However, ATF also noted in the most recent private ruling that the above design features are “neither binding on future classifications nor is any factor individually determinative[.]” ATF explained without elaboration that “the statutory and regulatory definitions provide the appropriate standard in classifying the firearm.” ATF concluded that “a firearm that is too large, too heavy or . . . otherwise not designed to be held and fired in one hand (as demonstrated by the objective features) cannot be a handgun under the statutory definition and cannot be subject to importation criteria governing handguns.”
Again, these “standards,” such as they are, have only been communicated to individual companies regarding specific firearms. The ATF is notoriously opaque about their testing and standards for all things ballistic, sporting purposes qualifications included. As Wiley concludes,
In light of ATF’s subjective and inconsistent analysis of size and weight, it is difficult to predict how the agency will classify any given firearm under this standard.
Wiley goes on to note that the ATF says, “consideration of the objective design features of a firearm to determine the designed and/or intended use is clearly not a change in policy.”
Could this all be bad news? Yes, it could. The Honey Badger affair is not a good sign. The ATF issued their 60-day stay, but that was probably just a way to push the issue past the election to see which way the political winds are blowing in December. A Biden win will be bad news for all kinds of firearms, braced pistols included.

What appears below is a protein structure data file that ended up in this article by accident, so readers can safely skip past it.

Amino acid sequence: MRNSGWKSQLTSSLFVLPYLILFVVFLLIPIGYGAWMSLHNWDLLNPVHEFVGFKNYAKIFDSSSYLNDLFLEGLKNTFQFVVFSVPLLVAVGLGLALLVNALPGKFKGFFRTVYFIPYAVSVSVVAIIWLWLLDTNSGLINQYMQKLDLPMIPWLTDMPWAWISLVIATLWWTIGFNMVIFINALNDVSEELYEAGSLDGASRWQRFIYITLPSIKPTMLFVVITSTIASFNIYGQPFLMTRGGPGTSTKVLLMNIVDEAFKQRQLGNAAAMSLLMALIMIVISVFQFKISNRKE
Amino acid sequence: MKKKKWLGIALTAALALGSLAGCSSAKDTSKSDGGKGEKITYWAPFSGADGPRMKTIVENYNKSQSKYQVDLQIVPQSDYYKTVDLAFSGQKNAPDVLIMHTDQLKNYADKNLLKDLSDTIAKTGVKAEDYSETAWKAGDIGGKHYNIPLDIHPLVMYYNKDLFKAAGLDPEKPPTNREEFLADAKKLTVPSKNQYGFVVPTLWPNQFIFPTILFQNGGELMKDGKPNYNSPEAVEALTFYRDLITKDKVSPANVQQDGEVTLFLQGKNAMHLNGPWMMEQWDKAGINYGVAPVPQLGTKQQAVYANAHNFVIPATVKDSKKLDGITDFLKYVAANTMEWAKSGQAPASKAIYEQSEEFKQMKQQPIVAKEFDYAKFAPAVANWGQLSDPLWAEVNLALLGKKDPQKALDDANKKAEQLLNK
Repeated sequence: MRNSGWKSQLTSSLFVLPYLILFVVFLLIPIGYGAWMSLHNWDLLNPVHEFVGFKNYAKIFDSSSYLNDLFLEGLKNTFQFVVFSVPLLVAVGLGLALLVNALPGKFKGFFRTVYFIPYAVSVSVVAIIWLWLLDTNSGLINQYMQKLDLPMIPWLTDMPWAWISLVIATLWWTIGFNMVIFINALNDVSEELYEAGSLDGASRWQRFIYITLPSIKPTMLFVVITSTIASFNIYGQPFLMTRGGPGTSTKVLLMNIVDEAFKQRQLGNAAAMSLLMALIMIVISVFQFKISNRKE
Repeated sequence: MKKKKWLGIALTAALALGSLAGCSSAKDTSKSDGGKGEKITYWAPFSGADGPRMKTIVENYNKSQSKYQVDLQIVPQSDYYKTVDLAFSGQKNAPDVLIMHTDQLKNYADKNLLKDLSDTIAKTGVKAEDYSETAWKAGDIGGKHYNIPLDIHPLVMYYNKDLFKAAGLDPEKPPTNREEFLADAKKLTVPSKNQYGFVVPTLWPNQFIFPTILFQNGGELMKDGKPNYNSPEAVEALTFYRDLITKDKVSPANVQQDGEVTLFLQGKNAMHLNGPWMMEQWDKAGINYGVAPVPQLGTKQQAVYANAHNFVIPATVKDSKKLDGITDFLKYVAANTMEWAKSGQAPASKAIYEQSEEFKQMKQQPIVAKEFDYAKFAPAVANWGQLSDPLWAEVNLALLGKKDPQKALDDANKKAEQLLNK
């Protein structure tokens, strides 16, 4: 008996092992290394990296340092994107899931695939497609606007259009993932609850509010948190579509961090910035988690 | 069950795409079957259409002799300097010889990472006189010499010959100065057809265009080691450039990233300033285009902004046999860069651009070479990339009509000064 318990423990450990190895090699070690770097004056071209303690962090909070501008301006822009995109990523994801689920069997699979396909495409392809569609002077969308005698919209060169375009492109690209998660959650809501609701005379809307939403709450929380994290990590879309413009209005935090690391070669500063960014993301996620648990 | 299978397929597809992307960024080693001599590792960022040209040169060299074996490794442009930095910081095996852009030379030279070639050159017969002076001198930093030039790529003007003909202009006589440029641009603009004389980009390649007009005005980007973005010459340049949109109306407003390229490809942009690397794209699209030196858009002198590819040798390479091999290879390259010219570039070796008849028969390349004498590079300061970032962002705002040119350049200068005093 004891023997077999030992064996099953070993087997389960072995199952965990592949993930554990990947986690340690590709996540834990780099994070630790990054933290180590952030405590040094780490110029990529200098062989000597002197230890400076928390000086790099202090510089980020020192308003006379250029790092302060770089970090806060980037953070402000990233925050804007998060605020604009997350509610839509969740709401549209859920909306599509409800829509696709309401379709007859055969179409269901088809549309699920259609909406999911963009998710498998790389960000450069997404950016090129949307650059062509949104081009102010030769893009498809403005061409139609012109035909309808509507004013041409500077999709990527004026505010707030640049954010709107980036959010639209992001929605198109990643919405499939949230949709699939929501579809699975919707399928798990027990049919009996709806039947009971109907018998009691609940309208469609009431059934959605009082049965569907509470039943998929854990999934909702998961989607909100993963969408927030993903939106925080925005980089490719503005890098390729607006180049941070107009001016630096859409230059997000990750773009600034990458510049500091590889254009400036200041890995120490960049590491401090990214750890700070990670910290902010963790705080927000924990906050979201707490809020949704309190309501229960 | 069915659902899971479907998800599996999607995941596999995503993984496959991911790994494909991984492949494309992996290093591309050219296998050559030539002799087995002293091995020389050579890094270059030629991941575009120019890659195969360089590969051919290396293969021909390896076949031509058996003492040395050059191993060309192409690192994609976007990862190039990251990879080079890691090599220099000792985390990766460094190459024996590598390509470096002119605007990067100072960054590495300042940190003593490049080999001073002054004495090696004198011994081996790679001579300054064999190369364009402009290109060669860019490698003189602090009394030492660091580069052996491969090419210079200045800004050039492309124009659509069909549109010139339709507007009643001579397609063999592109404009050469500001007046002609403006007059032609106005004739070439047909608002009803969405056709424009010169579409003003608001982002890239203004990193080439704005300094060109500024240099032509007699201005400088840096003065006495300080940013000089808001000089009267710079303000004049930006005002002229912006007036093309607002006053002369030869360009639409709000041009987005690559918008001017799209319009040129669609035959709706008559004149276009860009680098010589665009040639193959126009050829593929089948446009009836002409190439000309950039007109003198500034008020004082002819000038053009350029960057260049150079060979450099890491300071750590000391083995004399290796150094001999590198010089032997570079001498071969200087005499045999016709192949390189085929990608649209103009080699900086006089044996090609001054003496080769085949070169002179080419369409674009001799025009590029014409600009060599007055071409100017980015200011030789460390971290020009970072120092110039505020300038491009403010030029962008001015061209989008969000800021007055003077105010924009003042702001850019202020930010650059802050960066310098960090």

As for the Wiley email, again, it is all pure (though well-informed) speculation regarding what the ATF might do. They conclude this way:
Under ATF’s new interpretation of the handgun definition, millions of AR-15 style pistols could be considered “too large, or too heavy” to fall within ATF’s new interpretation, thereby making them unregistered NFA weapons, and subjecting manufacturers and gun owners to criminal prosecution. Given the private nature of ATF’s classification rulings, and the subjective nature of the analysis, it is extremely difficult to know for sure whether specific firearms fall within the new interpretation.
Given that uncertainty, Wiley suggests that manufacturers and importers proceed with caution regarding large outlays of cash for inventory and equipment. That’s probably reasonable advice in an uncertain regulatory climate.
The problem here, as always, is the ATF and their arbitrary, “fluid” definitions of what is and is not an NFA-regulated firearm…and what does and doesn’t fall under the nebulous “sporting purposes” definition.
The guns in question here are small enough to be concealed, but aren’t designed — according to the ATF — to be fired with one hand. Thus the ATF is apparently considering some of these firearms as non-importable AOWs.
Will this have an application for domestically produced firearms? Is the ATF getting ready for a post-election assault on braced pistols? No one knows. It’s all speculation now and Wiley is alerting its clients to the possibility of further regulatory changes…because that’s what the ATF does. It waves its regulatory wand and issues edicts — frequently conflicting with earlier rulings on the same items — whipsawing the firearms industry and gun owners.
But nothing has happened yet. Your AR or AK pistol is still legal, no matter what you’ve been reading. Will they stay that way? No one knows for sure and probably won’t until long after next Tuesday.